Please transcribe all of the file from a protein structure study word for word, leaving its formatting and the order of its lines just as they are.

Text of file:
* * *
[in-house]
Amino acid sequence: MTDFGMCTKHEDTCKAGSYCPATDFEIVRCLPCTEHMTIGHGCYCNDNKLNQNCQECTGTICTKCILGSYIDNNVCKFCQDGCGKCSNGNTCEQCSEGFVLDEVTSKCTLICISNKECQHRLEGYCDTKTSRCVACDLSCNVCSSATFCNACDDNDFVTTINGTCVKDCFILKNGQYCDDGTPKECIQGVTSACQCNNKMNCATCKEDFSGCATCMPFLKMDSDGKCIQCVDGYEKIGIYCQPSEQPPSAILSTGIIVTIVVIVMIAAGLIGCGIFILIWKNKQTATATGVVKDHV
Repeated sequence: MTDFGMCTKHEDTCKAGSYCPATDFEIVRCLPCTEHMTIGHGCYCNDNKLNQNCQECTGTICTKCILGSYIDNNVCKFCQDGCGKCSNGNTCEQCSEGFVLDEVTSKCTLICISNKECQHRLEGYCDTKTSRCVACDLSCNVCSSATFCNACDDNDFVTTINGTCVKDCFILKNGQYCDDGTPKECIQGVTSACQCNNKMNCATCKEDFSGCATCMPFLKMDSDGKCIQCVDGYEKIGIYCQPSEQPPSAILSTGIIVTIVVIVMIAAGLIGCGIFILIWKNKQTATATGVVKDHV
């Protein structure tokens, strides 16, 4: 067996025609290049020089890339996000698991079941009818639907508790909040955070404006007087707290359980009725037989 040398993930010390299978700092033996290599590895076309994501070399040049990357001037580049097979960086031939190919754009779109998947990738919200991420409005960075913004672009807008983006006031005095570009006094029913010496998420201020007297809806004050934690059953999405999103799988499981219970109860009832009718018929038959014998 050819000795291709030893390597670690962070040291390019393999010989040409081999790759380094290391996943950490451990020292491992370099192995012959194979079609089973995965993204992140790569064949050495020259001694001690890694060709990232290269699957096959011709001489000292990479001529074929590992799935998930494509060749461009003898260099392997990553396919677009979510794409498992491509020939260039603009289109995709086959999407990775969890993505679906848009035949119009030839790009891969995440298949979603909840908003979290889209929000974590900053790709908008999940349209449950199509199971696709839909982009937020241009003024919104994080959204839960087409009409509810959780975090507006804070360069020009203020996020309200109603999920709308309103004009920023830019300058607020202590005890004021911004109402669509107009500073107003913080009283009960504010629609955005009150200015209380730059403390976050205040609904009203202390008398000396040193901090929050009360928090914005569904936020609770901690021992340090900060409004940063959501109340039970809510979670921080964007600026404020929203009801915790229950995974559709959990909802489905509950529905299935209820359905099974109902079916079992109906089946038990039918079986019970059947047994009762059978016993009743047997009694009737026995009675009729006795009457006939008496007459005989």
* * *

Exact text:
[in-house]
Amino acid sequence: MTDFGMCTKHEDTCKAGSYCPATDFEIVRCLPCTEHMTIGHGCYCNDNKLNQNCQECTGTICTKCILGSYIDNNVCKFCQDGCGKCSNGNTCEQCSEGFVLDEVTSKCTLICISNKECQHRLEGYCDTKTSRCVACDLSCNVCSSATFCNACDDNDFVTTINGTCVKDCFILKNGQYCDDGTPKECIQGVTSACQCNNKMNCATCKEDFSGCATCMPFLKMDSDGKCIQCVDGYEKIGIYCQPSEQPPSAILSTGIIVTIVVIVMIAAGLIGCGIFILIWKNKQTATATGVVKDHV
Repeated sequence: MTDFGMCTKHEDTCKAGSYCPATDFEIVRCLPCTEHMTIGHGCYCNDNKLNQNCQECTGTICTKCILGSYIDNNVCKFCQDGCGKCSNGNTCEQCSEGFVLDEVTSKCTLICISNKECQHRLEGYCDTKTSRCVACDLSCNVCSSATFCNACDDNDFVTTINGTCVKDCFILKNGQYCDDGTPKECIQGVTSACQCNNKMNCATCKEDFSGCATCMPFLKMDSDGKCIQCVDGYEKIGIYCQPSEQPPSAILSTGIIVTIVVIVMIAAGLIGCGIFILIWKNKQTATATGVVKDHV
């Protein structure tokens, strides 16, 4: 067996025609290049020089890339996000698991079941009818639907508790909040955070404006007087707290359980009725037989 040398993930010390299978700092033996290599590895076309994501070399040049990357001037580049097979960086031939190919754009779109998947990738919200991420409005960075913004672009807008983006006031005095570009006094029913010496998420201020007297809806004050934690059953999405999103799988499981219970109860009832009718018929038959014998 050819000795291709030893390597670690962070040291390019393999010989040409081999790759380094290391996943950490451990020292491992370099192995012959194979079609089973995965993204992140790569064949050495020259001694001690890694060709990232290269699957096959011709001489000292990479001529074929590992799935998930494509060749461009003898260099392997990553396919677009979510794409498992491509020939260039603009289109995709086959999407990775969890993505679906848009035949119009030839790009891969995440298949979603909840908003979290889209929000974590900053790709908008999940349209449950199509199971696709839909982009937020241009003024919104994080959204839960087409009409509810959780975090507006804070360069020009203020996020309200109603999920709308309103004009920023830019300058607020202590005890004021911004109402669509107009500073107003913080009283009960504010629609955005009150200015209380730059403390976050205040609904009203202390008398000396040193901090929050009360928090914005569904936020609770901690021992340090900060409004940063959501109340039970809510979670921080964007600026404020929203009801915790229950995974559709959990909802489905509950529905299935209820359905099974109902079916079992109906089946038990039918079986019970059947047994009762059978016993009743047997009694009737026995009675009729006795009457006939008496007459005989």